As far as I'm concerned, I understand these sell-off choices by producers and consortia. I do not feel like criticizing that, I understand the difficulties of the moment, both economic, logistic and, above all, entrepreneurial. It does not cause me any discomfort, personally, to see wines from “noble and celebrated” wine areas on the supermarket shelves at obviously unlikely and highly questionable prices. Nobody forces me to buy them and, in fact, I don't buy them. I know well, just like anyone else, there are fixed costs to bottle a wine that have a quite important impact. By doing a quick calculation, it is evident the proposed price for those bottles can barely cover the cost of bottling, let alone that of wine. Therefore, anyone is absolutely aware that in those bottles they will not find a “sublime nectar”, despite the name and denomination written in the label. If I buy that type of wine, I certainly don't expect to be surprised by the high quality, rather, by the low if not poor one, and this is something everyone knows even before putting that bottle in the cart.

 Moreover, we all know very well this year has been very difficult for everyone, for every business sector, with very high losses in profits. Wineries – which evidently are, first of all, business activities – have notoriously suffered the enormous economic consequences imposed by both the pandemic and the market conditions of 2020. With the result of having huge quantities of unsold bottles. And every bottle not sold takes up space and that will not be freed for the bottles of the new vintage. For this reason, and as far as I'm concerned, I fully understand the entrepreneurial need to accept the “loss” caused by the sale and which, certainly, would be even more significant in case this would also affect future productions. Then it is better to sell them out, to close the “2020 chapter” with the awareness of the loss and starts again for the future. If then on the shelves we see “noble” wines at unjustified, unlikely and evidently popular prices, the final choice is up to the consumer. They can in fact choose whether to accept to buy a bottle with consciously questionable and predictable quality, paid at a very low price, or to leave it on the shelf. With all due respect to those who cry at the alleged treason scandal.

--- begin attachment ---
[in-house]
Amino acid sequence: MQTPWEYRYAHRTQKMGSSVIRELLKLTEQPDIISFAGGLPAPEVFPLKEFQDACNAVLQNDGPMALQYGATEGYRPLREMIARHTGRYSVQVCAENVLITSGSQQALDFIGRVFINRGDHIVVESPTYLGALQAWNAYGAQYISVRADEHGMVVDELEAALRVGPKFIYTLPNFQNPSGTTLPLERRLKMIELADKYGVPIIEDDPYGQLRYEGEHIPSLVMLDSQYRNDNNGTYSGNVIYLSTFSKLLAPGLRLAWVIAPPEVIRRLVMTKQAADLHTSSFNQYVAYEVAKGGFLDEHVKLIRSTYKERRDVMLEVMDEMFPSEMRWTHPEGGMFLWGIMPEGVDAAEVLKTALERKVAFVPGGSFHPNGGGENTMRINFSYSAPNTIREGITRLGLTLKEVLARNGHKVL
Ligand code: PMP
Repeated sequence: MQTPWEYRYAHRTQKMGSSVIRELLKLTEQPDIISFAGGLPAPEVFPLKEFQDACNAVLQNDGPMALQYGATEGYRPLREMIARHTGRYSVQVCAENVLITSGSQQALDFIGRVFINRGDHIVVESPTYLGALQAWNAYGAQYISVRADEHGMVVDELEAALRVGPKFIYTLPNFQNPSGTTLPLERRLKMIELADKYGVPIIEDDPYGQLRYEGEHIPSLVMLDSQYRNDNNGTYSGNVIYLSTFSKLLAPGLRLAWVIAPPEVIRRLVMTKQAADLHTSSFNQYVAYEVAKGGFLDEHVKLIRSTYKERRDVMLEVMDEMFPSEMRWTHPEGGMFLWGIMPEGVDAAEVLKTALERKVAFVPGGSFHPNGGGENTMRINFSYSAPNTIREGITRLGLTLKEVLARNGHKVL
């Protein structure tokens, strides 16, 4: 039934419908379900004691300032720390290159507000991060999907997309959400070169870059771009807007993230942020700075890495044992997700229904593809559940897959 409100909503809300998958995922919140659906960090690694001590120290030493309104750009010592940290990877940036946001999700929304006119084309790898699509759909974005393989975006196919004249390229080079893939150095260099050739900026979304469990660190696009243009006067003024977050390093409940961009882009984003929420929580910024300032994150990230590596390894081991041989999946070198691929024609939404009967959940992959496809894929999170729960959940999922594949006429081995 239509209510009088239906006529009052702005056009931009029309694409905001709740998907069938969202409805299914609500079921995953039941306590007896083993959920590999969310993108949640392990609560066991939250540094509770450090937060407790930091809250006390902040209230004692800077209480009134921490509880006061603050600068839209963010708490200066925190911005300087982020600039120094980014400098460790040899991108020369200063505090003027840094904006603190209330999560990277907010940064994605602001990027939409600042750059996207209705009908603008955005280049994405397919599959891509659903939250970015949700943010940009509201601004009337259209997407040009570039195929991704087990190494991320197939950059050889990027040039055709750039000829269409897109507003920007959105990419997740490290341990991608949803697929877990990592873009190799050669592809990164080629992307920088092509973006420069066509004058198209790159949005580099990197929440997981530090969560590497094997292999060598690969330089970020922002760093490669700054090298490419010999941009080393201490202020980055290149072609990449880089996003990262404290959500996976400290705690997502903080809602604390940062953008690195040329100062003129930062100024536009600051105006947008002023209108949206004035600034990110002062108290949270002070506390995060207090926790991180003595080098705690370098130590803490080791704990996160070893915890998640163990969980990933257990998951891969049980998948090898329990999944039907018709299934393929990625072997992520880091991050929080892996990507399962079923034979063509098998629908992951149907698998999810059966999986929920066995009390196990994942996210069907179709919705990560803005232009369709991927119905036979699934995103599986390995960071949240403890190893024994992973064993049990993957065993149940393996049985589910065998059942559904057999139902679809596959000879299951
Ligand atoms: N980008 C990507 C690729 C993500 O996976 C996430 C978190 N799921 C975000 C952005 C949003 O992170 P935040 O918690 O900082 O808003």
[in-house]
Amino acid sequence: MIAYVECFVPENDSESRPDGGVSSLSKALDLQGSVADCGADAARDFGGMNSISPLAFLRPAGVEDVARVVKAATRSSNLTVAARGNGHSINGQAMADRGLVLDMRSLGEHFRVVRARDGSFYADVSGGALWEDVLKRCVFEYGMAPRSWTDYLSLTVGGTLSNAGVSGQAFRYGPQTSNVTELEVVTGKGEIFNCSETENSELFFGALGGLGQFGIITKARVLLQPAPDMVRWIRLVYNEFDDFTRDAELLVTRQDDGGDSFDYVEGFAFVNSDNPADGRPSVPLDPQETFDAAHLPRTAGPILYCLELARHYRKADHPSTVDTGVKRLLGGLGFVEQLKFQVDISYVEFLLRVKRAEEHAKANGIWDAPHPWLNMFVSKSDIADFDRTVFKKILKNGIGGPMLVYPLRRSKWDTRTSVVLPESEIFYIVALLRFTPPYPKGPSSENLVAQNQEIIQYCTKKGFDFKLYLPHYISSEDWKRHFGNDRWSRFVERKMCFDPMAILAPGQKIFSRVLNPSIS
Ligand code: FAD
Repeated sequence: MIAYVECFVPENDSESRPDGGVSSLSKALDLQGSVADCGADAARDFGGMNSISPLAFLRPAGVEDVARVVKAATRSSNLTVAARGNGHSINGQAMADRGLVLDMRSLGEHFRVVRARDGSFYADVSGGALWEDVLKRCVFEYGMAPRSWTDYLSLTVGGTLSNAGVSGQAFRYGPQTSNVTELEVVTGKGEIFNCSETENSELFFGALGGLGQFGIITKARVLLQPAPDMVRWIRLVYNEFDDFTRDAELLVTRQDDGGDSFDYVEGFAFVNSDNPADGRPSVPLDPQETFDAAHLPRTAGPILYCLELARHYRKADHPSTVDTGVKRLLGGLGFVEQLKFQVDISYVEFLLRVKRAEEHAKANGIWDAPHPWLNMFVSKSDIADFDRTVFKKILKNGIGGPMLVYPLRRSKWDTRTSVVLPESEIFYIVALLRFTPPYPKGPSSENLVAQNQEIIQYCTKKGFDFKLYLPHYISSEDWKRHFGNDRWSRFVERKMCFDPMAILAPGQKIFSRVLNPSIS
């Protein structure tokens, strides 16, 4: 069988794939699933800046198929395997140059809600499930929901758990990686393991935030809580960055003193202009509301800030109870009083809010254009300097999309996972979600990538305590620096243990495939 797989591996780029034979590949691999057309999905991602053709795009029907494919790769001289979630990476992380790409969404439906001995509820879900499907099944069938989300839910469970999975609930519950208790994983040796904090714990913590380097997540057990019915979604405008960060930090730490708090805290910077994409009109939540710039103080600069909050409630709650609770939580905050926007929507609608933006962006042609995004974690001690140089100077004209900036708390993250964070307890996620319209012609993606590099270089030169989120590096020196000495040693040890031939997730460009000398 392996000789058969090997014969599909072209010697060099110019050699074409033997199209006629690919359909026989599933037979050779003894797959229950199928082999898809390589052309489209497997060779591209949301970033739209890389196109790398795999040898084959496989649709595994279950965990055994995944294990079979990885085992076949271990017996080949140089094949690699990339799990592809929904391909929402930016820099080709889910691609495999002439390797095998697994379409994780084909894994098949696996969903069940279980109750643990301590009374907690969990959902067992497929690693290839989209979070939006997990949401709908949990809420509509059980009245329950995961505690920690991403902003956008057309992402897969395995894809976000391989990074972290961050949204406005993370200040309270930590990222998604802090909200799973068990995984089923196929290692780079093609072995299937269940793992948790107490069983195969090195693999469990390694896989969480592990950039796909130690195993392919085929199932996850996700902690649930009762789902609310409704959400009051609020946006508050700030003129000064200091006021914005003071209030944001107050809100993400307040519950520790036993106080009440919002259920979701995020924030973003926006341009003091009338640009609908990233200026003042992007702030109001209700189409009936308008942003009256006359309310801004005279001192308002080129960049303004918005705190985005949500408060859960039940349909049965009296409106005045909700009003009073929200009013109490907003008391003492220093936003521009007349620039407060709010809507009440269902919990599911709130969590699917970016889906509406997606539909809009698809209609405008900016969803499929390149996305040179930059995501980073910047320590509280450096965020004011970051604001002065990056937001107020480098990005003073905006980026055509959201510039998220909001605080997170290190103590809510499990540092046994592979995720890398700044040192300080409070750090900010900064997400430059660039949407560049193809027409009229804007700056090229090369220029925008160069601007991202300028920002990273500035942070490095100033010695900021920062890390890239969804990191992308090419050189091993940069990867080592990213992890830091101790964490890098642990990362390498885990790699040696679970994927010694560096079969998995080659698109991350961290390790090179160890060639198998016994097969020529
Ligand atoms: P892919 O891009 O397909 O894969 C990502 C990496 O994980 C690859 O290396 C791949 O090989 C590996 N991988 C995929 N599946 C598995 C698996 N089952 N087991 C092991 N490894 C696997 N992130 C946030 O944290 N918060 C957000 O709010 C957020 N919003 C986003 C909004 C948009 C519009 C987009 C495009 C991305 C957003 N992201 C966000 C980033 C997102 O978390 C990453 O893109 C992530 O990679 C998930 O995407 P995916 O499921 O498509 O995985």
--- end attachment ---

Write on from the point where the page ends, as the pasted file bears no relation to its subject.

Antonello Biancalana



   Share this article     Summary of Editorial column Wine Tasting 
  Editorial Issue 202, January 2021   
The Price Paid by WineThe Price Paid by Wine  Contents